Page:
Building a slide deck, pitch, or presentation? Here are the big takeaways:
- TLS 1.3 has been approved for use, which will make all secure internet connections faster and safer.
- The security and speed improvements brought by TLS 1.3 are due to the elimination of unnecessary handshake steps and the forced use of newer encryption methods.
Transport Layer Security (TLS) version 1.3 has been approved by the Internet Engineering Task Force (IETF), making it the new industry standard for secure connections.
The version approved is actually the 28th draft of the upgrade to TLS 1.2 and has been in discussion by IETF members for over two years. TLS is a fundamental part of securing internet connections via HTTPS, which likely slowed down its adoption so that IETF members could be sure it didn't open up exploits.
With the newest version set to become the standard model for securing internet connections, users can expect connections to complete faster due to less clutter in computer-to-computer communication. That same speed increase will also make TLS more secure because much of what was eliminated was old, obsolete encryption.
Not without controversy
TLS 1.3 drew concerns from the financial and banking industries when it was beginning to be considered in 2016. The streamlined communication that is a hallmark of TLS 1.3 makes it impossible for banks to decrypt and monitor TLS connections.
Financial industry security professionals requested the inclusion of a backdoor in TLS 1.3 that would allow them to continue to monitor TLS traffic, but that was rejected in the final version that was approved, with IETF members saying a backdoor would eliminate the advantages that TLS 1.3 would provide.
SEE: Guidelines for building security policies (Tech Pro Research)
A second controversy in TLS 1.3 is its use of 0-RTT Resumption, which allows two computers that previously competed a TLS 1.3 handshake to store each other's information and use old keys for future connections. As The Register points out, an attacker who gains access to 0-RTT Resumption information could spoof a connection, though it will be hard to do so because acquiring a resumption key would require gaining physical access to a machine.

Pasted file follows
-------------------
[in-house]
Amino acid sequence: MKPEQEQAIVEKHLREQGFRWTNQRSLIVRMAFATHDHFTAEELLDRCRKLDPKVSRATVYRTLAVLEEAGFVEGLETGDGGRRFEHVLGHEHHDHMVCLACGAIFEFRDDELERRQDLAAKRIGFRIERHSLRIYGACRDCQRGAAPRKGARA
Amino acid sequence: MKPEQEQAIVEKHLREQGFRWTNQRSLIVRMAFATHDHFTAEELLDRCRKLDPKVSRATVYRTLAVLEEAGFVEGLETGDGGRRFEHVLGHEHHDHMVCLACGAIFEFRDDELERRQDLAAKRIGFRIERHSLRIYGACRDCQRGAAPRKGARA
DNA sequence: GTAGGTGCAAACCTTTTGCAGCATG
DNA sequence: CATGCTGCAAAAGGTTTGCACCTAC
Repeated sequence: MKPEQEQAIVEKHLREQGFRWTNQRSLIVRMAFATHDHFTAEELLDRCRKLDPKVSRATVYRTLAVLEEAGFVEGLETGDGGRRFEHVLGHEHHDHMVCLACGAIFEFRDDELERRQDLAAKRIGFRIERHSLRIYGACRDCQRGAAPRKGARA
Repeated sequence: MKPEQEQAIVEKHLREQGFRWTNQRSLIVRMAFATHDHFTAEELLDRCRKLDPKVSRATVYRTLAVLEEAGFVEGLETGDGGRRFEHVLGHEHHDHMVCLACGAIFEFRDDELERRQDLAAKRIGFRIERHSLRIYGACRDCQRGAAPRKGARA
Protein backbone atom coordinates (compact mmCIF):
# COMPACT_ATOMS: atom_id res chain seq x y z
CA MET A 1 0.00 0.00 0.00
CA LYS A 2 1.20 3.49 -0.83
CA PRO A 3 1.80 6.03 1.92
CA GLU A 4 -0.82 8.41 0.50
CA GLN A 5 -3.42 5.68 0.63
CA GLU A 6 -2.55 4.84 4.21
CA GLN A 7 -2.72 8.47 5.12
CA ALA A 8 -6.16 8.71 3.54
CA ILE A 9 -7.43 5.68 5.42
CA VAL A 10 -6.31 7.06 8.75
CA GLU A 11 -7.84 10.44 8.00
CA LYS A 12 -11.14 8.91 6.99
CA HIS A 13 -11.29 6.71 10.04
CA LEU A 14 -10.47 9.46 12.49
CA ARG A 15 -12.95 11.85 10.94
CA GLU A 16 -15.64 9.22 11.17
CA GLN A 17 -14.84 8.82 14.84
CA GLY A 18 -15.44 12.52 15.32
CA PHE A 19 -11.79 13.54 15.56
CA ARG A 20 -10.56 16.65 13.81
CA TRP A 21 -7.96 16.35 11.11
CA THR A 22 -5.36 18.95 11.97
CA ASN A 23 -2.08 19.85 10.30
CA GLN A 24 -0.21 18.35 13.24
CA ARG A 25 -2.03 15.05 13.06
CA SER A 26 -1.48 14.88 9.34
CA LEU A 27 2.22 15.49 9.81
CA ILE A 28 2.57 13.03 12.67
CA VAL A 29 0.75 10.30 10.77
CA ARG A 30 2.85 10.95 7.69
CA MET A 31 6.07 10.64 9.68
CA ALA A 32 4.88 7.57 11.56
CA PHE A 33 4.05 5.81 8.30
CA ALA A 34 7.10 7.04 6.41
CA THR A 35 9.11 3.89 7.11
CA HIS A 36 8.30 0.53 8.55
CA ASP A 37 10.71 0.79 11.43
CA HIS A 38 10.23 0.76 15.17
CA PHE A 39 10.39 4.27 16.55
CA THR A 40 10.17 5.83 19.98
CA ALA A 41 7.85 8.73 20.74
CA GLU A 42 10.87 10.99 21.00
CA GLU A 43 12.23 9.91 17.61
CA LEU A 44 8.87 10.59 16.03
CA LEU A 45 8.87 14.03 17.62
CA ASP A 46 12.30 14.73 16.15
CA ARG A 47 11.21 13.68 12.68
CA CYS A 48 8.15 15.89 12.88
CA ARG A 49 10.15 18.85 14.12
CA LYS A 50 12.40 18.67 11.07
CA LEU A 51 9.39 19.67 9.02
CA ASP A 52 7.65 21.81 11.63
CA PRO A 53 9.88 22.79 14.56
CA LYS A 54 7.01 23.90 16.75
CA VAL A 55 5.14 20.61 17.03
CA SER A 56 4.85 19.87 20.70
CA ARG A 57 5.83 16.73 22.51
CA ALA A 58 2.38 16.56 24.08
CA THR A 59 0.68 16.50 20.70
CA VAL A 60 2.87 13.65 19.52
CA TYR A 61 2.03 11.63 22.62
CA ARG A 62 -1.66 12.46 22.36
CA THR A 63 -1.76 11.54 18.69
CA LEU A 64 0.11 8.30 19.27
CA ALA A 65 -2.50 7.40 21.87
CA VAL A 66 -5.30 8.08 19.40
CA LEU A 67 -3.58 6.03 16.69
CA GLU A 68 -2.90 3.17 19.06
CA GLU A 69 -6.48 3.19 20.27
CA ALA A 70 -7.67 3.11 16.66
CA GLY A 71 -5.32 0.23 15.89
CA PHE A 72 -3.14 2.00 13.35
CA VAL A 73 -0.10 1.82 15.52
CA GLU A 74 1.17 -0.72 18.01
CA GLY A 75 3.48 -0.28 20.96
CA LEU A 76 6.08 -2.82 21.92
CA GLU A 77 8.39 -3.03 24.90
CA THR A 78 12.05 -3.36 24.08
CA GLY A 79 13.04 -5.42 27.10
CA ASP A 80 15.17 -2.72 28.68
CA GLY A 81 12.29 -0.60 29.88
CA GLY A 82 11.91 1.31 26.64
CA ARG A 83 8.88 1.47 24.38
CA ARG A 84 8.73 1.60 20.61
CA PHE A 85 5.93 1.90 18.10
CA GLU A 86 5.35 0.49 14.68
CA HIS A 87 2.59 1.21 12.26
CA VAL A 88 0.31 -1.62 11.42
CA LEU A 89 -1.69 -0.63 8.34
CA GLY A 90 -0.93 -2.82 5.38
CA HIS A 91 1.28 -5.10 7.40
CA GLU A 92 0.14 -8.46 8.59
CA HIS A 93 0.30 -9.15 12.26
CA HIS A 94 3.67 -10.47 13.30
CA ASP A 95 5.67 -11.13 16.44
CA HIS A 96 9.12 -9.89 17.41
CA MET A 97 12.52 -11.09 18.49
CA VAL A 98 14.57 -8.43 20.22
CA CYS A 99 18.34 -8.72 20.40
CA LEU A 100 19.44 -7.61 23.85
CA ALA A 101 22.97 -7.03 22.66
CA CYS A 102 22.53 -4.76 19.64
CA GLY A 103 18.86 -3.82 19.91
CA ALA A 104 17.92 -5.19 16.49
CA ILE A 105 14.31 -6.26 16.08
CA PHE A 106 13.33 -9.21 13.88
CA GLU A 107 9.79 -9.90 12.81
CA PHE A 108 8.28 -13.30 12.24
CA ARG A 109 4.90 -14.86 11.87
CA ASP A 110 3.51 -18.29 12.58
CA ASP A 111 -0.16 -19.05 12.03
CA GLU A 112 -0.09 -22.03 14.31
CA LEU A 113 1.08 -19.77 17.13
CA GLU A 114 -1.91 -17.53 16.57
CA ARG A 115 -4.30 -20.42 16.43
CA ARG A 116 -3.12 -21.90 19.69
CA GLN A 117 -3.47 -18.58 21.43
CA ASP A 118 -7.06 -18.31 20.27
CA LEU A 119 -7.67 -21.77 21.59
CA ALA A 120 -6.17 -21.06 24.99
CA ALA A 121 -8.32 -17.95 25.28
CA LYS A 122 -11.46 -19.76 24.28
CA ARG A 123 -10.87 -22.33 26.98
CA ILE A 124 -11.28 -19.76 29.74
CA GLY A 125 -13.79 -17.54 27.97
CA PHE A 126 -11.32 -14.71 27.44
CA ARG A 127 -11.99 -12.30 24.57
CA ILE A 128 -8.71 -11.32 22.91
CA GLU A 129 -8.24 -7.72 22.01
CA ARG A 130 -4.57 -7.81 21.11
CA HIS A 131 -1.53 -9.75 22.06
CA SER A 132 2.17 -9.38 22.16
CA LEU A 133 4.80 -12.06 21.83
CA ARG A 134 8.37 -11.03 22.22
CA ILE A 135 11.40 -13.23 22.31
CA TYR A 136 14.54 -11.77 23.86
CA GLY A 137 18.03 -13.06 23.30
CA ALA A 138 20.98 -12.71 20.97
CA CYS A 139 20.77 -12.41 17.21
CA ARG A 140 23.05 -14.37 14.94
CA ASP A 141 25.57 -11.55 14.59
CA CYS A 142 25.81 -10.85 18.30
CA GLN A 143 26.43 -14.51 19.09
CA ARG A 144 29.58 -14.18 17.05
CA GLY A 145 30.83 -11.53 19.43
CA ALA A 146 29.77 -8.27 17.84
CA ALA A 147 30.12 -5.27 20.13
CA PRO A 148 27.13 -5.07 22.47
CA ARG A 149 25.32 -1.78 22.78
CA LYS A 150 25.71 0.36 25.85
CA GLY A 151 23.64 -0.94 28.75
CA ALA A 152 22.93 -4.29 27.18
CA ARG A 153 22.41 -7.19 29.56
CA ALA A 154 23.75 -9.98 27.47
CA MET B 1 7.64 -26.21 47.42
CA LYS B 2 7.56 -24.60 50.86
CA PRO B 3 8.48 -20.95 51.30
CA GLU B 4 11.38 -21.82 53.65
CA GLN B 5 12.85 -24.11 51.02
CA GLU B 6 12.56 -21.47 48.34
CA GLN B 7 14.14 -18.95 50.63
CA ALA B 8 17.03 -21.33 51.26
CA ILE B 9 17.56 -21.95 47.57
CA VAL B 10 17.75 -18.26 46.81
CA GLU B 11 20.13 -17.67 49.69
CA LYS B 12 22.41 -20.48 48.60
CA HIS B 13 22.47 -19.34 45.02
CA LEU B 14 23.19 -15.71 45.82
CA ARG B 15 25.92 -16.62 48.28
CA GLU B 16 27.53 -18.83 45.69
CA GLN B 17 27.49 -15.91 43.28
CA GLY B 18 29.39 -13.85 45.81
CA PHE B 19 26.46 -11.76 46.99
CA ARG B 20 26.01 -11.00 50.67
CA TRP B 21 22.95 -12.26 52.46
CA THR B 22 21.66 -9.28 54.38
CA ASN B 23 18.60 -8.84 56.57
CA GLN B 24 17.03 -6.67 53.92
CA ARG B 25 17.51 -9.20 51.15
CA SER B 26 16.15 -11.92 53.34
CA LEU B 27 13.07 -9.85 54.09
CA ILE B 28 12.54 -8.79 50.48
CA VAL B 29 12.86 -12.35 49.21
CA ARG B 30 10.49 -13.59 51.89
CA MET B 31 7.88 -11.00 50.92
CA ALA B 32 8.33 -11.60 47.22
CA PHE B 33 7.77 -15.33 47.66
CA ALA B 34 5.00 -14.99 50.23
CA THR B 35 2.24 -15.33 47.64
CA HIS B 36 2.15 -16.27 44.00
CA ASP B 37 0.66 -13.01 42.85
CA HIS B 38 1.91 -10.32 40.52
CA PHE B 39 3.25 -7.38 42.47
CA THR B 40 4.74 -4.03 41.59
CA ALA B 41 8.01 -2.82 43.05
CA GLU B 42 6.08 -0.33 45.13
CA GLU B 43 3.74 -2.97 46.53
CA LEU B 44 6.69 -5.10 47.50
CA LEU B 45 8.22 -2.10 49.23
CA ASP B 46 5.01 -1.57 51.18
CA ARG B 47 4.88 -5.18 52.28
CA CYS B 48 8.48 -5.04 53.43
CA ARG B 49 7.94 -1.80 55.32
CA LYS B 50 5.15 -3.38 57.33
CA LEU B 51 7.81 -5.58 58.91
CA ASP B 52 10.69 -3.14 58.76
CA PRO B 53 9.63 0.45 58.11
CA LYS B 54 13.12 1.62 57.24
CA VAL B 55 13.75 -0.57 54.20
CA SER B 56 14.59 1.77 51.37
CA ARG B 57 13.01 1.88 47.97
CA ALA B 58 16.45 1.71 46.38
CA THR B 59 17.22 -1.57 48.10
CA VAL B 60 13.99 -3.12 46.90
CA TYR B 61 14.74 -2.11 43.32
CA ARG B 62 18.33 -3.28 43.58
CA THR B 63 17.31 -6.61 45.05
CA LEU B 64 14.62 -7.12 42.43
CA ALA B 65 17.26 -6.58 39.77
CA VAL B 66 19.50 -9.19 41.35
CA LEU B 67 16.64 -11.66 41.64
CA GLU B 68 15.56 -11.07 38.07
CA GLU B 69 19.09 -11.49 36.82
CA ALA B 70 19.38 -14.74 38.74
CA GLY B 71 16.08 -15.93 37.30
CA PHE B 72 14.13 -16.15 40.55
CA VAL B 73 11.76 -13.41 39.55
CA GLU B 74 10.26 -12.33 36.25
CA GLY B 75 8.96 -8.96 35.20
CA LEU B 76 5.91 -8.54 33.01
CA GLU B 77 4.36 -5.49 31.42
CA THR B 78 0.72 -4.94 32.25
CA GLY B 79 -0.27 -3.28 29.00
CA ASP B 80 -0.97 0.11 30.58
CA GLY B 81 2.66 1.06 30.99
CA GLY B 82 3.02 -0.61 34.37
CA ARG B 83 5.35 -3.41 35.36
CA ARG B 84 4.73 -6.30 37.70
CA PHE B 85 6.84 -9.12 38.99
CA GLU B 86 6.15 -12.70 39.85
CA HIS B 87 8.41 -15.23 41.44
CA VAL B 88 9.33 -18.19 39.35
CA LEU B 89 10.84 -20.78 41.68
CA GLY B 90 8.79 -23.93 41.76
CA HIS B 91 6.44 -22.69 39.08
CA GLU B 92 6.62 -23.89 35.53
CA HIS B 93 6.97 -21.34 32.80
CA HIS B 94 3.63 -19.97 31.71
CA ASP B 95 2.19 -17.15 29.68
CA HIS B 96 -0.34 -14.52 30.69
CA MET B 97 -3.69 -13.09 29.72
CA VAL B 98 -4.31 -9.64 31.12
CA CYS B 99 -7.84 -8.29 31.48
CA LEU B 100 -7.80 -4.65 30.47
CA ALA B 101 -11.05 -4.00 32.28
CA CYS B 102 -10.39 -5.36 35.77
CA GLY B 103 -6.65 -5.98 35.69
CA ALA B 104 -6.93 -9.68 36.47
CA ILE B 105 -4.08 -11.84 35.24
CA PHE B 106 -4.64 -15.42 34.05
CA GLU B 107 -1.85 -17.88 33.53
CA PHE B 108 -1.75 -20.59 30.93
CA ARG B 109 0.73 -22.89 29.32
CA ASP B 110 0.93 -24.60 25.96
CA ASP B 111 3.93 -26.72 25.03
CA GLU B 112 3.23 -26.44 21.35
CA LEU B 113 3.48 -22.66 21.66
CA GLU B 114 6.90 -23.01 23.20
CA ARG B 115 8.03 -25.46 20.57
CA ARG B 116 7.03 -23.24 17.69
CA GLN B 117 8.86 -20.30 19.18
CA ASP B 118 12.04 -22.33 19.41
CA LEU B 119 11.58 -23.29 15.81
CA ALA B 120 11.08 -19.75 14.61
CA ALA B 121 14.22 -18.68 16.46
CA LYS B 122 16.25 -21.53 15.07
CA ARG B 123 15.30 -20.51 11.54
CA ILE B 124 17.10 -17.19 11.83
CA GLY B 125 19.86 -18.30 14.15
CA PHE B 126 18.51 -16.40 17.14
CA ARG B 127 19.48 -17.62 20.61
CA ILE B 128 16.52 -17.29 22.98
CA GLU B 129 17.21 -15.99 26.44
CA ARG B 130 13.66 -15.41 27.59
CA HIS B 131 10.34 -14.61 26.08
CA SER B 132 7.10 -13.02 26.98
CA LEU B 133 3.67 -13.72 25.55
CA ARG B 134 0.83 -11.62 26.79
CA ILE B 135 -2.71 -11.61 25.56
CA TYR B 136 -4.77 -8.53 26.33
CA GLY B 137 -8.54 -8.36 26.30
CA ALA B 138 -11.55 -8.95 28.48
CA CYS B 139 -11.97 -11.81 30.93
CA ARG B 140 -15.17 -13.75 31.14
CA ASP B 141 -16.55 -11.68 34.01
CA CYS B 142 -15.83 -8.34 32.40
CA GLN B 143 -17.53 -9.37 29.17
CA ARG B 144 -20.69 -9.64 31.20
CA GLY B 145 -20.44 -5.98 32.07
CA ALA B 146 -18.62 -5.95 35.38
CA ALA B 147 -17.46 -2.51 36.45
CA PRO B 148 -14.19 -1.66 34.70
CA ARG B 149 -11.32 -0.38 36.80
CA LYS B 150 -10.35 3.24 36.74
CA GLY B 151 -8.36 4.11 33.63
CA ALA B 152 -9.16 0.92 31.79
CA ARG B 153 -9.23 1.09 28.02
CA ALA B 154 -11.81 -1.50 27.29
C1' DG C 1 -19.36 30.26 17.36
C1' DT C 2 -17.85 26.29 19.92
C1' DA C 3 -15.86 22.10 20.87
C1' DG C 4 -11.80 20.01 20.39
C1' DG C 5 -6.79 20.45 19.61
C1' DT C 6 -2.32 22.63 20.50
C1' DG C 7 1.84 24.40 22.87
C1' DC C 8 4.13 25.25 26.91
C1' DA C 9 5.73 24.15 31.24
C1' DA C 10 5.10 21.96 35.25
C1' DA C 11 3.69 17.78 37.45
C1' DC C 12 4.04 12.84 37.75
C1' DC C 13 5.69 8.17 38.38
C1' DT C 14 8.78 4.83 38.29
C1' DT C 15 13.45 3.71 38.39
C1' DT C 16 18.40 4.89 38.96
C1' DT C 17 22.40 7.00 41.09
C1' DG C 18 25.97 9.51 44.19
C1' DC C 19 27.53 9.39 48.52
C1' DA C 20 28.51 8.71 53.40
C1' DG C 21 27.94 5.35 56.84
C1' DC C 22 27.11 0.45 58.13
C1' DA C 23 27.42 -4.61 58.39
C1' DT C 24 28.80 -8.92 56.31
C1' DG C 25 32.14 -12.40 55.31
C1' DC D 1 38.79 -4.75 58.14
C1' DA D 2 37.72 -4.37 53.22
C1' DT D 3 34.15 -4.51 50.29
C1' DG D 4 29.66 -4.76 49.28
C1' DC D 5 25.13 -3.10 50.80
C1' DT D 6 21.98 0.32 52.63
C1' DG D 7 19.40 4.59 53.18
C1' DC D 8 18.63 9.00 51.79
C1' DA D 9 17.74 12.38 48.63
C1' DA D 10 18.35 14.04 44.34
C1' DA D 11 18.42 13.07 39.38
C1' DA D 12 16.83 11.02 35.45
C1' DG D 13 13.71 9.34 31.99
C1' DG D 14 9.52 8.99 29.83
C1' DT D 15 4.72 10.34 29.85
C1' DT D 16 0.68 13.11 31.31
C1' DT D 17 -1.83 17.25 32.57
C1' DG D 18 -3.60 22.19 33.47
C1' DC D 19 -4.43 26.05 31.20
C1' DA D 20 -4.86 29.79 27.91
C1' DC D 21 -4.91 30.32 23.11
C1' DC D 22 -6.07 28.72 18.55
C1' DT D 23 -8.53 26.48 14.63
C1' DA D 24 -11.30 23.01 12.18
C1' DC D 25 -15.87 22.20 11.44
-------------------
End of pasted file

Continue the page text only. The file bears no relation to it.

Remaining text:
How TLS 1.3 will speed and secure the internet
The security and speed improvements that TLS 1.3 brings are dependent on each other: It's secure because it's faster, and it's faster because of security improvements.
To better understand how that two-way relationship works it helps to understand how a TLS 1.2 connection works. Under TLS 1.2, the initial connection opens up a dialog about which kind of encryption to use, which a server and client have to agree upon. Once agreed, they begin sharing encryption keys.
TLS 1.3, on the other hand, eliminates the debate over what form of encryption to use. Instead, the initial connection is a statement from the client saying what it plans to access, the server provides an encryption key, the client provides a session key, and then the connection takes place.
Since the server automatically provides a key, clients won't be able to trick a server into using older forms of encryption, which is known as downgrade attack.
Between forcing the use of new encryption and the elimination of unnecessary initial communications, TLS 1.3 has the potential to do a lot of good for the internet. Some browsers have already rolled out versions of TLS 1.3 based on previous IETF drafts. Now that it has finally been formalized, expect your browser to update to a new version. That's one update you definitely shouldn't ignore if you want the latest in secure connection technology.
- 27 ways to reduce insider security threats (TechRepublic)
- Snooping on HTTPS is about to get harder: TLS 1.3 internet encryption wins approval (ZDNet)
- Top 5 HTTPS best practices (TechRepublic)
- Google tightens noose on HTTP: Chrome to stick 'Not secure' on pages with search fields (ZDNet)
- How to establish strong microservice security using SSL, TLS and API gateways (TechRepublic)
Brandon Vigliarolo has nothing to disclose. He does not hold investments in the technology companies he covers.
Brandon writes about apps and software for TechRepublic. He's an award-winning feature writer who previously worked as an IT professional and served as an MP in the US Army.